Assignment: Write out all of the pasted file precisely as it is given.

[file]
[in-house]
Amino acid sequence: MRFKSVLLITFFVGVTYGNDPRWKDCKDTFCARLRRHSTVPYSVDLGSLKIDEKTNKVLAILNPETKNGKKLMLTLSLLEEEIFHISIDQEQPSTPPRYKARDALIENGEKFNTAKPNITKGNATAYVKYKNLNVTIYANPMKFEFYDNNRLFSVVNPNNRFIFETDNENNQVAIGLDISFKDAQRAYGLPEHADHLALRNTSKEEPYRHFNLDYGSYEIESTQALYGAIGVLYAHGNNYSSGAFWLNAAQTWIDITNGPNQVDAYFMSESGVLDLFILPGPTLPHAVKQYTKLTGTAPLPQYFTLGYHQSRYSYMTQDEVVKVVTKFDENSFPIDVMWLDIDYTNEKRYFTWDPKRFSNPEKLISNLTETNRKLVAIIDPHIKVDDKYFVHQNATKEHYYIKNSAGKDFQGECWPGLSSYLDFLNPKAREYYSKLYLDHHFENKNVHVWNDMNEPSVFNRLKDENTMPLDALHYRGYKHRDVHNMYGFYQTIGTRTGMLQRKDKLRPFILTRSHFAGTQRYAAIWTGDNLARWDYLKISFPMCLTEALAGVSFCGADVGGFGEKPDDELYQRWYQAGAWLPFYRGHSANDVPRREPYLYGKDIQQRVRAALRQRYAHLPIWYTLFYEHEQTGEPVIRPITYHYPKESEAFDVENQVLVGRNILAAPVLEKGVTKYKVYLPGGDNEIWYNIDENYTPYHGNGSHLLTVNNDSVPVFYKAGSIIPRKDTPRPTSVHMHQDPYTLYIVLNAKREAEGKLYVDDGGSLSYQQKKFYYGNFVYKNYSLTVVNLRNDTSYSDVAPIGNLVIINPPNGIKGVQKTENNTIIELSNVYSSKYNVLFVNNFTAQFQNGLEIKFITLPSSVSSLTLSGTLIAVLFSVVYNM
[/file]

[in-house]
Amino acid sequence: MRFKSVLLITFFVGVTYGNDPRWKDCKDTFCARLRRHSTVPYSVDLGSLKIDEKTNKVLAILNPETKNGKKLMLTLSLLEEEIFHISIDQEQPSTPPRYKARDALIENGEKFNTAKPNITKGNATAYVKYKNLNVTIYANPMKFEFYDNNRLFSVVNPNNRFIFETDNENNQVAIGLDISFKDAQRAYGLPEHADHLALRNTSKEEPYRHFNLDYGSYEIESTQALYGAIGVLYAHGNNYSSGAFWLNAAQTWIDITNGPNQVDAYFMSESGVLDLFILPGPTLPHAVKQYTKLTGTAPLPQYFTLGYHQSRYSYMTQDEVVKVVTKFDENSFPIDVMWLDIDYTNEKRYFTWDPKRFSNPEKLISNLTETNRKLVAIIDPHIKVDDKYFVHQNATKEHYYIKNSAGKDFQGECWPGLSSYLDFLNPKAREYYSKLYLDHHFENKNVHVWNDMNEPSVFNRLKDENTMPLDALHYRGYKHRDVHNMYGFYQTIGTRTGMLQRKDKLRPFILTRSHFAGTQRYAAIWTGDNLARWDYLKISFPMCLTEALAGVSFCGADVGGFGEKPDDELYQRWYQAGAWLPFYRGHSANDVPRREPYLYGKDIQQRVRAALRQRYAHLPIWYTLFYEHEQTGEPVIRPITYHYPKESEAFDVENQVLVGRNILAAPVLEKGVTKYKVYLPGGDNEIWYNIDENYTPYHGNGSHLLTVNNDSVPVFYKAGSIIPRKDTPRPTSVHMHQDPYTLYIVLNAKREAEGKLYVDDGGSLSYQQKKFYYGNFVYKNYSLTVVNLRNDTSYSDVAPIGNLVIINPPNGIKGVQKTENNTIIELSNVYSSKYNVLFVNNFTAQFQNGLEIKFITLPSSVSSLTLSGTLIAVLFSVVYNM